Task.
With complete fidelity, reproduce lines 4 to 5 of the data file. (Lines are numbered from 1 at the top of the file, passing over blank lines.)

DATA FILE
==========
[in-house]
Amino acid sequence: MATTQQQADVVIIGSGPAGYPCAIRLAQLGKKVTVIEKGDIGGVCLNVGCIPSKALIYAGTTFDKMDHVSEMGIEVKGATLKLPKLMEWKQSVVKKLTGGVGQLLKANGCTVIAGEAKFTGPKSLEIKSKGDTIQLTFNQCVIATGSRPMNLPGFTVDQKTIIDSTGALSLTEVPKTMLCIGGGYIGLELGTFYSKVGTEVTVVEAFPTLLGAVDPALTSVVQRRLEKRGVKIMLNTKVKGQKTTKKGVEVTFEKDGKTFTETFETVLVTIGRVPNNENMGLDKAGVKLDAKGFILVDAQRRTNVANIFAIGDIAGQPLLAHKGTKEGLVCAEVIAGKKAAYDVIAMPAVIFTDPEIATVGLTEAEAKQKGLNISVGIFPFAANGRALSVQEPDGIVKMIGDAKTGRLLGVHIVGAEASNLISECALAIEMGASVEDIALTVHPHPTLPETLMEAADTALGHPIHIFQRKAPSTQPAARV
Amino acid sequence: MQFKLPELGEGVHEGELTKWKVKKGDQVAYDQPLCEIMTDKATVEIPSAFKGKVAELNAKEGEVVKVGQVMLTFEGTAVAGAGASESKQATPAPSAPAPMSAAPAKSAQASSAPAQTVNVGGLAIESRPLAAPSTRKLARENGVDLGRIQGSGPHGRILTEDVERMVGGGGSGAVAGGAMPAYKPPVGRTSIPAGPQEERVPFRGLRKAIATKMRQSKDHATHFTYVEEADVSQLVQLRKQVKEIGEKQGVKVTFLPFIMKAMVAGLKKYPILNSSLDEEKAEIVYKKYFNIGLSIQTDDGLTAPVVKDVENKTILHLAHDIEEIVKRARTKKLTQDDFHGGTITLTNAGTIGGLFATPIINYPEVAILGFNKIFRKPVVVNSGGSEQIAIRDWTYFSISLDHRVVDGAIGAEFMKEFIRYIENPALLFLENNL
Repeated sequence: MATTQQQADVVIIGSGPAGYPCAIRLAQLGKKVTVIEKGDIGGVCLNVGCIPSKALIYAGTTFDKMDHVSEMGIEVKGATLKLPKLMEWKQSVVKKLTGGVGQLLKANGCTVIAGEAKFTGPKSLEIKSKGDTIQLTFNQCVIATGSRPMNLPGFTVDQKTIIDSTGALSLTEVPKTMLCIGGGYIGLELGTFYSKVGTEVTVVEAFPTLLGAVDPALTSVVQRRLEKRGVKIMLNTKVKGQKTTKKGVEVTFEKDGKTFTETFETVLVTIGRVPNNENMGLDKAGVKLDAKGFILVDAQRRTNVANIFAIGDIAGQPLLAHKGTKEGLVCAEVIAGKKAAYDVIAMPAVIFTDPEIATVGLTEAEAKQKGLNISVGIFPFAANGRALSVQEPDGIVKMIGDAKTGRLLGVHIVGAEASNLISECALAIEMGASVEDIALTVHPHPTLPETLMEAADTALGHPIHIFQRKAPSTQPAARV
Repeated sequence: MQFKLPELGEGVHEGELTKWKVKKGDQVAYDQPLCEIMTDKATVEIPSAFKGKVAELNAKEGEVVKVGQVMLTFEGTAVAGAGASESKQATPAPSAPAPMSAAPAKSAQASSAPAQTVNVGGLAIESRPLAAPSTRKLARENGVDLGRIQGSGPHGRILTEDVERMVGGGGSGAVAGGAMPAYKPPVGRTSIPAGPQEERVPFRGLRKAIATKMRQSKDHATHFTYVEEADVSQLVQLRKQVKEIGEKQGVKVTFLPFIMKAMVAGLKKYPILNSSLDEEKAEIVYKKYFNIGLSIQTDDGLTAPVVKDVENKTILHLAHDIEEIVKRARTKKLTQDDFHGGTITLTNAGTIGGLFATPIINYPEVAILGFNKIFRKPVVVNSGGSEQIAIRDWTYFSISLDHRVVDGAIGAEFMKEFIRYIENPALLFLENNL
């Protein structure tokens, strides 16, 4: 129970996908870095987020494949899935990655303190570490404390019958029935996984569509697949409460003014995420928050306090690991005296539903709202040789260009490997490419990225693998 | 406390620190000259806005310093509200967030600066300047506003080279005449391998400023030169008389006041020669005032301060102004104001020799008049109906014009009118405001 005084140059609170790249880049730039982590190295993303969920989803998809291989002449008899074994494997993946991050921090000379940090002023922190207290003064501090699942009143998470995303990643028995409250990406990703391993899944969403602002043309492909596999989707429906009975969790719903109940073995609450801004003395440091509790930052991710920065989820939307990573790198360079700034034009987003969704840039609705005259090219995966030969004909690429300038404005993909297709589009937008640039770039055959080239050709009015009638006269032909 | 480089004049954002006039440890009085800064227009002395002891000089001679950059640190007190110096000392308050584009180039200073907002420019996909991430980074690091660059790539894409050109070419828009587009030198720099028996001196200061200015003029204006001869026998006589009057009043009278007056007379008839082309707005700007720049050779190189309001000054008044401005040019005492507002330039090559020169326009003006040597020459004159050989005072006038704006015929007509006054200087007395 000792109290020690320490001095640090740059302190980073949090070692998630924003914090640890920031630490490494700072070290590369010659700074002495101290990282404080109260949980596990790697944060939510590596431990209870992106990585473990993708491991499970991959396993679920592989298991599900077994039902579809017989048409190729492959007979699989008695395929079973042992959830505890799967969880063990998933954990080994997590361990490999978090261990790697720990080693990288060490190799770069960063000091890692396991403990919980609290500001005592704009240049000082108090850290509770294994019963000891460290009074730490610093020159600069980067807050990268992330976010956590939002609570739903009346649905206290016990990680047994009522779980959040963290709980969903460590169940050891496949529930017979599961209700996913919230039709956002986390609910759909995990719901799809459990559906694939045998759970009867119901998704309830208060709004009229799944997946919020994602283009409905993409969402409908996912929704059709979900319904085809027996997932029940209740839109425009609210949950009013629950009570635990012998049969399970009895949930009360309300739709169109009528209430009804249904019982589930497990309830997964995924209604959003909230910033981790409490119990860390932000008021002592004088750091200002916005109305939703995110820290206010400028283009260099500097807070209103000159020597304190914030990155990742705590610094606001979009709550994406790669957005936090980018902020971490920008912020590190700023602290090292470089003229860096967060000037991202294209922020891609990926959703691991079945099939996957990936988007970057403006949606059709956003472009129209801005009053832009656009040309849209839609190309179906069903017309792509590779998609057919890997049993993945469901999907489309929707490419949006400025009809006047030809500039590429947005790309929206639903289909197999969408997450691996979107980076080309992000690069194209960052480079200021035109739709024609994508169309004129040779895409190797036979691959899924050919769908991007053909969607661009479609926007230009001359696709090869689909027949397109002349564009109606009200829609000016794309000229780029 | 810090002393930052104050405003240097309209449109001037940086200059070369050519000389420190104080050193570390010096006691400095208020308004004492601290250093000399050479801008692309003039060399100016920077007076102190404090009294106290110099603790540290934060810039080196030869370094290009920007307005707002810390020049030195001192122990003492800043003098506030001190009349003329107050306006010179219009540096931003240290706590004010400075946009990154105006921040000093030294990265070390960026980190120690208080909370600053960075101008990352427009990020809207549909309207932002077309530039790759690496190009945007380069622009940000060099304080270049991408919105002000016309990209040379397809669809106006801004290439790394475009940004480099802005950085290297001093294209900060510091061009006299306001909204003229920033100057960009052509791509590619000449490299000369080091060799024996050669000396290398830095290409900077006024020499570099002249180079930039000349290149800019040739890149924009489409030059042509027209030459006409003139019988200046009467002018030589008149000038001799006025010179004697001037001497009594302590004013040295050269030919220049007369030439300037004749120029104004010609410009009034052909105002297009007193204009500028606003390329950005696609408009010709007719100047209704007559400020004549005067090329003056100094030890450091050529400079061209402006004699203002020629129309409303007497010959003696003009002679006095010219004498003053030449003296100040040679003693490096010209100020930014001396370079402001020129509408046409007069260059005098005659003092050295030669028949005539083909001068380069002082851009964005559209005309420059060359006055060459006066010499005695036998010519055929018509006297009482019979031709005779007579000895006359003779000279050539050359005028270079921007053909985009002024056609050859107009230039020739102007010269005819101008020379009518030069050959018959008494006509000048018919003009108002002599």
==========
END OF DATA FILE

Repeated sequence: MATTQQQADVVIIGSGPAGYPCAIRLAQLGKKVTVIEKGDIGGVCLNVGCIPSKALIYAGTTFDKMDHVSEMGIEVKGATLKLPKLMEWKQSVVKKLTGGVGQLLKANGCTVIAGEAKFTGPKSLEIKSKGDTIQLTFNQCVIATGSRPMNLPGFTVDQKTIIDSTGALSLTEVPKTMLCIGGGYIGLELGTFYSKVGTEVTVVEAFPTLLGAVDPALTSVVQRRLEKRGVKIMLNTKVKGQKTTKKGVEVTFEKDGKTFTETFETVLVTIGRVPNNENMGLDKAGVKLDAKGFILVDAQRRTNVANIFAIGDIAGQPLLAHKGTKEGLVCAEVIAGKKAAYDVIAMPAVIFTDPEIATVGLTEAEAKQKGLNISVGIFPFAANGRALSVQEPDGIVKMIGDAKTGRLLGVHIVGAEASNLISECALAIEMGASVEDIALTVHPHPTLPETLMEAADTALGHPIHIFQRKAPSTQPAARV
Repeated sequence: MQFKLPELGEGVHEGELTKWKVKKGDQVAYDQPLCEIMTDKATVEIPSAFKGKVAELNAKEGEVVKVGQVMLTFEGTAVAGAGASESKQATPAPSAPAPMSAAPAKSAQASSAPAQTVNVGGLAIESRPLAAPSTRKLARENGVDLGRIQGSGPHGRILTEDVERMVGGGGSGAVAGGAMPAYKPPVGRTSIPAGPQEERVPFRGLRKAIATKMRQSKDHATHFTYVEEADVSQLVQLRKQVKEIGEKQGVKVTFLPFIMKAMVAGLKKYPILNSSLDEEKAEIVYKKYFNIGLSIQTDDGLTAPVVKDVENKTILHLAHDIEEIVKRARTKKLTQDDFHGGTITLTNAGTIGGLFATPIINYPEVAILGFNKIFRKPVVVNSGGSEQIAIRDWTYFSISLDHRVVDGAIGAEFMKEFIRYIENPALLFLENNL